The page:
A Problem Of Plenty
When three bands that you like release their new albums on the same day, you have a problem of plenty and a difficult choice to make. So, on May 4, when The Hold Steady released Heaven is Whenever, The New Pornographers put out Together and Broken Social Scene popped out the curiously named Forgiveness Rock Record, their first album in five years, I went and bought digital versions of all three online. After some fretting over which one to listen to first, I chose Broken Social Scene. I was glad I did that.
Broken Social Scene (like The New Pornographers) is a Canadian band that started over 10 years ago in Toronto but calling them a band may not exactly be accurate. They’re more of a collective, a loose federation of musicians that play together, and, depending on the project, may have as few as six members or as many as 19. Several of the band members have their own side projects or solo careers. Some of them, such as Leslie Feist (who performs as Feist), for instance, have thriving solo careers. The band, led by Kevin Drew, has an amorphous kind of existence—members come and go—and a sound that is big, drawing on many orchestral instruments.
I’d heard a couple of Broken Social Scene albums, notably 2002’s You Forgot It in People, which got rave reviews from even the most skeptical critics. It was an ambitious album, very high on multi-layered sound but low on words. It was what you’d call a ‘grower’ of an album. You heard it over a period of time and grew to like it. In parts it reminded me of other indie bands and even lo-fi acts such as Yo La Tengo. It wasn’t an easy record to get into but once you did, you could fall in love with it.
I had no such trouble falling for Forgiveness. It’s probably the most chart-friendly album that Broken Social Scene has made. It is catchy and full of hooks. And yet (and this makes it amazing), it has lyrics and complex instrumentation that don’t compromise on the band’s inherent indie-ness. Feist is on the album but, as far as I could make out, lending only backing vocals. But Emily Haines, who also is a great solo performer with a deep contralto voice, sings on one track. The most striking characteristic of the Broken Social Scene’s sound is the wall of sound that they create—with string instruments, woodwinds, violins, guitars and more, all complementing each other and turning into a splendid orchestra.
I got so caught up listening to Forgiveness Rock Record—repeating it thrice—that I nearly forgot about The Hold Steady. Frontman Craig Finn ranks in the upper end of my list of favourite rockers. His bar-soaked voice and the grittiness of the band’s sound and the edgy subjects of their songs–street stories about kids partying and running out of booze or just love songs with a twist—are what makes them a great band. Finn puts his vocal stamp on anything he sings. In fact, you could say the bespectacled frontman with non-rocker looks doesn’t sing at all, delivering his words more like he’s narrating a story in an understated conversational manner.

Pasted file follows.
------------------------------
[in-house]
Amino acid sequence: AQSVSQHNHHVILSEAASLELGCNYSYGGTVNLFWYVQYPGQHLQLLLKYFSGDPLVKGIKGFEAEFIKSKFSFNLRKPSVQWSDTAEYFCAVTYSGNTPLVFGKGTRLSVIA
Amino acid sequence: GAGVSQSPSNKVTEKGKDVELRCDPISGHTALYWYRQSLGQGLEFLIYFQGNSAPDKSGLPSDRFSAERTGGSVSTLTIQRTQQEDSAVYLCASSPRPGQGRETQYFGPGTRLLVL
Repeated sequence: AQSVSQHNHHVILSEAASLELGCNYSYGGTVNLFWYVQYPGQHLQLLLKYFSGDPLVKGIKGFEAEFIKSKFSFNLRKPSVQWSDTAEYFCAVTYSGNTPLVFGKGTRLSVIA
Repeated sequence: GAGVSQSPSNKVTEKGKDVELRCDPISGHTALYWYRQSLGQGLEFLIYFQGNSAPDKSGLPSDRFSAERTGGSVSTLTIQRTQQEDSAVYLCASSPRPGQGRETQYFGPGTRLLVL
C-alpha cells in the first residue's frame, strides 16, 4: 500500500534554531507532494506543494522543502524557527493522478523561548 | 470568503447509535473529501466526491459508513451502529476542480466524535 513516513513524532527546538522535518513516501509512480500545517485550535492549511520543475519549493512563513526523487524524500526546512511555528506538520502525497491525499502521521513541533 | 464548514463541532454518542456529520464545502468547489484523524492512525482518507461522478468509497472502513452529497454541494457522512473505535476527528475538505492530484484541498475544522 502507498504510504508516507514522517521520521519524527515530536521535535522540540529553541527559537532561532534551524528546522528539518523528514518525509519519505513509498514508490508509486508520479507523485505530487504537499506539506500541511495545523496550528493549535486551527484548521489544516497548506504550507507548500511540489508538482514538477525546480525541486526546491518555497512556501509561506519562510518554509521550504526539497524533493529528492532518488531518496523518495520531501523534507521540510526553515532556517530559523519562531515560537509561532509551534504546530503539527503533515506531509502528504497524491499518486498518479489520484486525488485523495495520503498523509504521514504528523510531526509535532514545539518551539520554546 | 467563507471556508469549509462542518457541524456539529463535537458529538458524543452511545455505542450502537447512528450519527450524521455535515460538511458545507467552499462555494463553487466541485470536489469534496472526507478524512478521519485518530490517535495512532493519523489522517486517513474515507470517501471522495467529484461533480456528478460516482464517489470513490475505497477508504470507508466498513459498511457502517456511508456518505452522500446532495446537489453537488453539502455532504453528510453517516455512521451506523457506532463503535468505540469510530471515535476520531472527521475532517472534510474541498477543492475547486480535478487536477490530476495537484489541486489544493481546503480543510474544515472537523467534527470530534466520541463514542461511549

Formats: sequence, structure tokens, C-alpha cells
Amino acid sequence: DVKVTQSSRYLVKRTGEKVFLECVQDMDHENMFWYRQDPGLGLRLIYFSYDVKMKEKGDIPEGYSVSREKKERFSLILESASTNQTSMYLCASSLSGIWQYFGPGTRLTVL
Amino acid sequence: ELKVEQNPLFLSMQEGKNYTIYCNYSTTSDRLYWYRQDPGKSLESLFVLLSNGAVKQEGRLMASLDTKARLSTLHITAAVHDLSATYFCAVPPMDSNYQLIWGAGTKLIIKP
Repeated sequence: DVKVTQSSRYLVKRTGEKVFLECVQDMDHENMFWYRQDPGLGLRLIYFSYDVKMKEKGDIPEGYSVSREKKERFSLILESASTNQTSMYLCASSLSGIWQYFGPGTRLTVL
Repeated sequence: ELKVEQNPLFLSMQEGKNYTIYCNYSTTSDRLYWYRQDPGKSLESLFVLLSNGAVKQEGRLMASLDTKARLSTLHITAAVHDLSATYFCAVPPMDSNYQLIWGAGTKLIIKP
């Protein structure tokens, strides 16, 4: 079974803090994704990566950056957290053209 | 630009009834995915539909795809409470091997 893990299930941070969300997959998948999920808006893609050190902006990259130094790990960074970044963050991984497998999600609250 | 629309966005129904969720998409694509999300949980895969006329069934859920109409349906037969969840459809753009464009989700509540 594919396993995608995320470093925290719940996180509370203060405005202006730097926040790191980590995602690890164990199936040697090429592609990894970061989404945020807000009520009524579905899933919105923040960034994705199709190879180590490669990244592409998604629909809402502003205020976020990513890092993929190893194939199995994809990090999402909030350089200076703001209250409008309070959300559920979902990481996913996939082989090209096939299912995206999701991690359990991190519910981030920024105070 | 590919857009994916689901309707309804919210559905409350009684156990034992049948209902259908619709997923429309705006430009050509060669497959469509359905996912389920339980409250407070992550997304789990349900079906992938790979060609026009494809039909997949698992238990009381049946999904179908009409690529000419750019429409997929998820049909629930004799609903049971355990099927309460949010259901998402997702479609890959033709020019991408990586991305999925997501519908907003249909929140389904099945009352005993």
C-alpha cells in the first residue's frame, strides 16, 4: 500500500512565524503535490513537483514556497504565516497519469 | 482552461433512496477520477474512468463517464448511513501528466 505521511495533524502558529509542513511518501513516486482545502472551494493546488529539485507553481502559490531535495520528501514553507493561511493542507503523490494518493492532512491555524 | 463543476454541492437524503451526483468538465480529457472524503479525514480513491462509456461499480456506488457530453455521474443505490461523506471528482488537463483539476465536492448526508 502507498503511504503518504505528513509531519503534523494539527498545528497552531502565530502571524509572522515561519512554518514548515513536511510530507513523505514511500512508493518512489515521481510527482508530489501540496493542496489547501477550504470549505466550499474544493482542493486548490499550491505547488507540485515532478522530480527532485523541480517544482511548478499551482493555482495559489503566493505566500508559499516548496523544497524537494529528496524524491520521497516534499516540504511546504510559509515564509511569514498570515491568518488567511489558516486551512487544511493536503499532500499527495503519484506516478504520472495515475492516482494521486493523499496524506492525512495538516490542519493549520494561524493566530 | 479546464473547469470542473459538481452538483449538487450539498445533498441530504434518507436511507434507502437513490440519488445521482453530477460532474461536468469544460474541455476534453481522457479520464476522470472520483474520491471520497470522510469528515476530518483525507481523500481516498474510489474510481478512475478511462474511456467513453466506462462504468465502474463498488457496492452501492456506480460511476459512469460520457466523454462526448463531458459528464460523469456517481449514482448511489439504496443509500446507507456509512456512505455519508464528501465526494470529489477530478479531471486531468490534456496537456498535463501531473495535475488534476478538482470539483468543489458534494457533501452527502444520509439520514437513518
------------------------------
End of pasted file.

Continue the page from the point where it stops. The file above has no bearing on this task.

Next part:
Yet, Brooklyn’s The Hold Steady have grown from a modest bar band to a huge act. Loyal audiences that are growing bigger every time shout out every word that Finn sings and there is something magnetic about their very classic (and very unlike Broken Social Scene) sound that could easily make you a fan once you hear them. I got hooked to them with Separation Sunday (2005). That was followed by Boys And Girls in America and then Stay Positive, which came out two years back. I have all of these and a few live gig recordings and could spend an entire evening listening to them.
So why was I underwhelmed by Heaven is Whenever? I don’t know really. Was it because the songs seemed to lack a bit of something? Finn’s narratives always have an eye-witness or even a gonzo-like insider’s view about them and that’s probably what makes them appealing, giving the listener an up-close view of what’s going on. On Heaven is Whenever, he seems just a tad detached and that probably left me a bit cold. But then, I think The Hold Steady’s new album requires a few more runs on my iPod.
And what about The New Pornographers’ Together? To tell you the truth, I’ve just got around to start listening to the album by these compatriots of the Broken Social Scene and it won’t be fair to say anything yet. That’s the problem when three of your favourite bands decide to release new albums on the same day!
Three to Tango:
- Mama Tried: I was writing this around Mother’s Day so I thought that’s a good enough excuse to link Grateful Dead’s remastered version of Merle Haggard’s original song!
- Babelonia: New York band, School of Seven Bells has a second album on the way. This track is from it.
- Communist Friends: From singer-guitarist Kaki King’s new album, Junior.